That will wrap it up for our Best Jazz of 2012 list. Tracks from all 25 of these albums can be heard daily on Curt’s Café Noir, from noon – 5 pm (ET), daily, starting on December 27, 2012 and continuing into January 2013.

We will also publish another post after this one which will include the names of each album and a link to where they can be purchased. Because if jazz is to survive, we have all got to do our part by buying the music that we love that is made by living artists.

Have a Jazzy New Year. Until the next time, the jazz continues…

Grammys 2012 Nominees – Best Instrumental Jazz Album

Posted in 2012 Grammys, The Jazz Continues..., Video Vault with tags , , , , , , , , , on February 12, 2012 by Curtis Davenport

This category is also dominated by familiar names; with one very promising newcomer.

The nominees are:

Gerald Clayton – Bond: The Paris Sessions (Emarcy/Decca): Track “If I Were A Bell”

Though this is only Mr. Clayton’s second album as a leader he is a young veteran at 27, having shedded for many years alongside his dad and uncle, in the Clayton Brothers and working with many of the other gifted young cats on the scene.  Bond… is a very good album; with the pianist and his trio seamlessly moving between standards and originals.  It may not be enough in this field laden with transcendent names, but we’ll see.

Corea, Clarke & White – Forever (Concord): Track “Armando’s Rhumba”

Chick Corea, Stanley Clarke and Lenny White, the famed rhythm section of ’70′s fusion giants Return To Forever; jamming over 2 discs worth of favorites from their 2009 “RTF Unplugged” Tour. Nothing new here, but what there is, is top notch – a bunch of well known vets, doing what they do best. You would have to consider them one of the favorites to take home the trophy.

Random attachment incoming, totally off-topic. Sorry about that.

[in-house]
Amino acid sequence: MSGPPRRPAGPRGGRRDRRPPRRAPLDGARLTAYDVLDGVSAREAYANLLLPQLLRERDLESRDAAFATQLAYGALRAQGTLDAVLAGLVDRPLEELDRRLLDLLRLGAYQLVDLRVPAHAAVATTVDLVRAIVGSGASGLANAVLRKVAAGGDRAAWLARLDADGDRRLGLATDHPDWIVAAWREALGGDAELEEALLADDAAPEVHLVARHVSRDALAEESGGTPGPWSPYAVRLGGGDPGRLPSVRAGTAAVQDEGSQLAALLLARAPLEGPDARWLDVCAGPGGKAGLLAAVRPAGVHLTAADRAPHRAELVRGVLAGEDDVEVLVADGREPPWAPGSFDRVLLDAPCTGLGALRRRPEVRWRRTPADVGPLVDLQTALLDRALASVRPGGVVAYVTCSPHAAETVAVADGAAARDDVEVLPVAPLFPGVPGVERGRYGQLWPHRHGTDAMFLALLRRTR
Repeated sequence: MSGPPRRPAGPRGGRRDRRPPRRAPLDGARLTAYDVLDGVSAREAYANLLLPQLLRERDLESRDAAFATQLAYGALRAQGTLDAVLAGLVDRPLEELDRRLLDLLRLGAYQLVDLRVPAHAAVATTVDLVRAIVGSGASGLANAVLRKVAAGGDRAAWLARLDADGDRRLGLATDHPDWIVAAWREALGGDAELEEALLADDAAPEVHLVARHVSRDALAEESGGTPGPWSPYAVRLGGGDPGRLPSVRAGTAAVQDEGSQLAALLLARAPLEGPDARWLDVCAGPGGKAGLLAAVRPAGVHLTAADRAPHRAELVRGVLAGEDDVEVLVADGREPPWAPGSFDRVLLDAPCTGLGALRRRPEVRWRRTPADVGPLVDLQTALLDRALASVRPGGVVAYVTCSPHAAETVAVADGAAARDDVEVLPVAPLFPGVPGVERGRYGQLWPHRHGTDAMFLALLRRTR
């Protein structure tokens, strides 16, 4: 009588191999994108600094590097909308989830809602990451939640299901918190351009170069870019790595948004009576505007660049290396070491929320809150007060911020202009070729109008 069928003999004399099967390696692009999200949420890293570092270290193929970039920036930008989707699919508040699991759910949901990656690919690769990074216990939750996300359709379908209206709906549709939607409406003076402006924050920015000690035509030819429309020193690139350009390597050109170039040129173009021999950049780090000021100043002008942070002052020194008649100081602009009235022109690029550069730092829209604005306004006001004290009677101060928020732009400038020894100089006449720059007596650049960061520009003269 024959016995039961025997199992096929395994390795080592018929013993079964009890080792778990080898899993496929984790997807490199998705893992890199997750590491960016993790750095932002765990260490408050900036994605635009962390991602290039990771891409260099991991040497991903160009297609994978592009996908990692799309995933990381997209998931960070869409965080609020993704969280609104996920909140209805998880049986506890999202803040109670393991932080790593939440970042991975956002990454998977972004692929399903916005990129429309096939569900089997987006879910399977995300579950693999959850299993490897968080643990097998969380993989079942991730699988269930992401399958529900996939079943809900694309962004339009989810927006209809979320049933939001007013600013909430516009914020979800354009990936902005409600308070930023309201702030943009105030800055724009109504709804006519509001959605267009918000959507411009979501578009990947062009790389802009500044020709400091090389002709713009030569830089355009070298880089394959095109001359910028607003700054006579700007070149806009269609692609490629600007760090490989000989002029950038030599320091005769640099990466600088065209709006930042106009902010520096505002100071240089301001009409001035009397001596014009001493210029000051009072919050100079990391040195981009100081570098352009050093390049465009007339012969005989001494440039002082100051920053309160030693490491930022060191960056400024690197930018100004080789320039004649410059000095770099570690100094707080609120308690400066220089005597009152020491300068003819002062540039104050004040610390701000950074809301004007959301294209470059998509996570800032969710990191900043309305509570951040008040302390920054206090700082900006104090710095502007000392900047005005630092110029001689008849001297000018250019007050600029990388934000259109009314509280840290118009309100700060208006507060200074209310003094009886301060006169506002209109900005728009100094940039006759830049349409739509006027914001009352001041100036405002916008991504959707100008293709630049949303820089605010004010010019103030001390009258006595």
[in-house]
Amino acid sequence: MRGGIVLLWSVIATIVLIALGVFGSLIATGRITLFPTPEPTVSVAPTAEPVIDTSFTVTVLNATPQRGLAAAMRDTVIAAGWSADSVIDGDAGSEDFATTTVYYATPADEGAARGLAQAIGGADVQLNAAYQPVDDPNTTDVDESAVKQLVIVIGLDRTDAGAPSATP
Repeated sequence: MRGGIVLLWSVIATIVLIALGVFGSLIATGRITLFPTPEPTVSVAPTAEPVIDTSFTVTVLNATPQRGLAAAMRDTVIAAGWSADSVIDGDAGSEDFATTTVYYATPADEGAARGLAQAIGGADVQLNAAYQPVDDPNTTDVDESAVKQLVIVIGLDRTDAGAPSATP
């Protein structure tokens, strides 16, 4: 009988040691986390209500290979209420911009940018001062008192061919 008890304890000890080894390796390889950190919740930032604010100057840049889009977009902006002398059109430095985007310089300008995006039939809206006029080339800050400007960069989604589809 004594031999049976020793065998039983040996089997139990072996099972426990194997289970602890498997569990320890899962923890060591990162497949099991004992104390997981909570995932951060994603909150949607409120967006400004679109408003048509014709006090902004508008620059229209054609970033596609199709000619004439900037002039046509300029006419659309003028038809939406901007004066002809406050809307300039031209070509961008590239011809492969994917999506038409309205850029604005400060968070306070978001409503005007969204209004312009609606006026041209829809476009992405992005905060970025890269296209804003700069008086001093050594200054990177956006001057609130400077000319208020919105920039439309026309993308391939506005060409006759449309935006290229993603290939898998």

Fred Hersch – Alone at the Vanguard (Palmetto)

Fred Hersch was the first pianist to be asked to play a solo gig at the hallowed jazz club in 2005. He has now returned from a life threatening coma in 2009, to record and release this brilliant solo set. Again, he is a relative unknown in this field, but he would be a very deserving winner. (Note:  the accompanying track is not from Alone at the Vangaurd, but features another wonderful Hersch solo performance “Valentine”.)

Joe Lovano & Us Five – Bird Songs (Blue Note)

Another strong contender; Joe Lovano and Us Five brought the goods on this Charlie Parker tribute. It was more than a Bird regurgitation, but a reimaging of some of the tunes that Parker made famous. It was one of our Best of 2011 albums and I personally hope that Grammy rewards them as well.

Sonny Rollins - Road Shows – Vol. 2  (Doxy/Emarcy/Decca)

You know how Grammy feels about legends. And you also know that this album was a brilliant snapshot of Mr. Rollins 80th Birthday concert in 2010 (Another of our Best of 2011). Sonny Rollins is also a name that most of the non-jazz voters have heard of…Translation – like it or not, this is Newk’s award to lose.

Yellowjackets – Timeline (Mack Avenue): Track “Why Is It (Live)”

These cats would normally be in the “Best Contemporary Jazz Album” category, but I forgot, that doesn’t exist anymore (sarcasm).  In any case, Yellowjackets have been doing it for 30 years and they sound better than ever. If there were still two separate categories, they would be hands down winners.